LATEST BLOGS

George Nethercutt's wonderful life and lasting legacy
By DAVID BOZE  | 
Jun 19, 2024

George’s long contacts and friendships in Washington D.C. helped bring some of the nation’s top thought-leaders to speak at WPC’s annual dinner events. It was thanks to George that WPC first brought the Hon. J.C. Watts to keynote our annual event and it was thanks to George that former Democratic vice-presidential candidate, Senator Joe Lieberman, delivered a keynote presentation on choice in education, a presentation that Nethercutt moderated in 2018.

A few years later, in 2021, George was named Washington Policy Center’s Champion of Freedom.  By then the tall, lanky, confident man had lost some of his mobility, vision and speech and, with the aid of Mary Beth, his wife of more than 44 years, he appeared via video at a WPC Dinner one last time to accept the award.

Despite all the hardships progressive supranuclear palsy, a rare neurodegenerative brain disease, could hit him with, he was still smiling.  He still had his sense of humor, jabbing the other Eastern Washington Congressional District as the second-best one, and assured us he maintained his 6-day a week physical workouts.  

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The constitutionality of California Proposition 22 classifying gig workers as independent contractors, to be decided by the California Supreme Court
By MARK HARMSWORTH  | 
Jun 14, 2024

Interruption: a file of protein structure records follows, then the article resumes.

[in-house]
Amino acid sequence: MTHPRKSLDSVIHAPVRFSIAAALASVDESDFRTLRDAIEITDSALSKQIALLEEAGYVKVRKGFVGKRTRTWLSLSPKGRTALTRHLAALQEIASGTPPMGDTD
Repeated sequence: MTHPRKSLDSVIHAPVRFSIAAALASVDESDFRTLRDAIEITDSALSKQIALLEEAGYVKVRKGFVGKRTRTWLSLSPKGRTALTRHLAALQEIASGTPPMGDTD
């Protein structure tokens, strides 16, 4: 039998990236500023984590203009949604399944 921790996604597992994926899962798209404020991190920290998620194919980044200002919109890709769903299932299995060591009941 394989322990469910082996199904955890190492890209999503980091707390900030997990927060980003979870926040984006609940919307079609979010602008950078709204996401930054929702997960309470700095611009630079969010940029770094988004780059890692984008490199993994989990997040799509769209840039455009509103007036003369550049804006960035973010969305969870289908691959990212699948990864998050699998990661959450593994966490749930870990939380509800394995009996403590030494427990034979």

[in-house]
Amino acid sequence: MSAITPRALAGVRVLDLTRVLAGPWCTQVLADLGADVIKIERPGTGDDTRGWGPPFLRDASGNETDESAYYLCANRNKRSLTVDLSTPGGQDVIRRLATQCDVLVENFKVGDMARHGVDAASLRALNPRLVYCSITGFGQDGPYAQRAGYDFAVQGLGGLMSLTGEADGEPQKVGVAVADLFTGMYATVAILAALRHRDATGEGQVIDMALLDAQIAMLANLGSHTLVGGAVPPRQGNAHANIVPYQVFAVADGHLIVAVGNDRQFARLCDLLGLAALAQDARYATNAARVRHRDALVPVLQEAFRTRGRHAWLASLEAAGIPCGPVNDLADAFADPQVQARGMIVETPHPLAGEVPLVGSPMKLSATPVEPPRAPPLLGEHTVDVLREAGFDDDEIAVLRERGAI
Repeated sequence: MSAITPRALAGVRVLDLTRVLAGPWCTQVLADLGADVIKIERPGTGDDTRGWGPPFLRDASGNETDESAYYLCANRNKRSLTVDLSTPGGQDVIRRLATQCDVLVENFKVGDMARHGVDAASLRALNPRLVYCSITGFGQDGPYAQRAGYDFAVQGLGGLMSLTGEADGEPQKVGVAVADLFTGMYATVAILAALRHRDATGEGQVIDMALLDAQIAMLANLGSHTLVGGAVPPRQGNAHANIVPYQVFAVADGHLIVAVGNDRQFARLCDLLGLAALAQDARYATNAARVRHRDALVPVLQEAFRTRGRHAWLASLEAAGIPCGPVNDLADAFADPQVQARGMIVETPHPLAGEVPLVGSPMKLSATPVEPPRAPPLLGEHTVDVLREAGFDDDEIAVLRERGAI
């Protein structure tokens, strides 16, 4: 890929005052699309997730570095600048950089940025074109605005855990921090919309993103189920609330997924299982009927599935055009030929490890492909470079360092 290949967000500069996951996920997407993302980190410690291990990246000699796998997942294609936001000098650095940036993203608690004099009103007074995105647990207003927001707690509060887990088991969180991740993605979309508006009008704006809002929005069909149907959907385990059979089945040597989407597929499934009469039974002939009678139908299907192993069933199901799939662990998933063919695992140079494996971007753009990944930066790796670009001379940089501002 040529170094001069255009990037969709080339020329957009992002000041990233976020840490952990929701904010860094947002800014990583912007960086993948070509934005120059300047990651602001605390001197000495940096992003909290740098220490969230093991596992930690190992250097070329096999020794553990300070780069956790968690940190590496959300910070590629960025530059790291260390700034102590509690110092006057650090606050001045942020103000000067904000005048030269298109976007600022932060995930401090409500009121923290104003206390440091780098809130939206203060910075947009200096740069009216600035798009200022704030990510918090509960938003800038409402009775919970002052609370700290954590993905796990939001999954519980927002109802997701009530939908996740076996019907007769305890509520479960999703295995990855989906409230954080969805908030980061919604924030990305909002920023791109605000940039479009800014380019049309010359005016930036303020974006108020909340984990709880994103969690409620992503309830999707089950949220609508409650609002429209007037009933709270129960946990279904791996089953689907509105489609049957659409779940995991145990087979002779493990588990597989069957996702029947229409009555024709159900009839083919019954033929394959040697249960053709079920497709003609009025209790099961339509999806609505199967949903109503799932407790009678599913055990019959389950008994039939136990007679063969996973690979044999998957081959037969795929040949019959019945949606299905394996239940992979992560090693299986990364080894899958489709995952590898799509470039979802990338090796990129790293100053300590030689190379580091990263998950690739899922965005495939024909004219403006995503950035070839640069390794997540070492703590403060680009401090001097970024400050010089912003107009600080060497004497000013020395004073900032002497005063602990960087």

Unions in California, much like the unions here in Washington, are working to re-classify every independent contractor as an employee in an effort to swell the dwindling union ranks. The latest attempt to limit workers freedom is the Service Employees International Union opposition to Proposition 22, passed by the voters of California in 2020 by over 58%.

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With Paid Family and Medical Leave finances still troubled, payroll tax likely to increase

Who could have predicted this? A lot of us. The number of people tapping the taxpayer-provided Paid Family and Medical Leave fund is increasing every year. 

The paid-leave program, abbreviated PFML, was launched in 2020. It imposes a tax on employers and workers, whether or not the workers paying in ever use the program. The money collected is used to allow some workers taxpayer-paid time off of work if they have a serious health condition, need to care for people or want to bond with a new child on taxpayers’ dimes. (And if they can afford to take the program pay rather than their usual pay. PFML provides up to 90% of a person's weekly pay — up to a maximum of $1,456 in 2024.)

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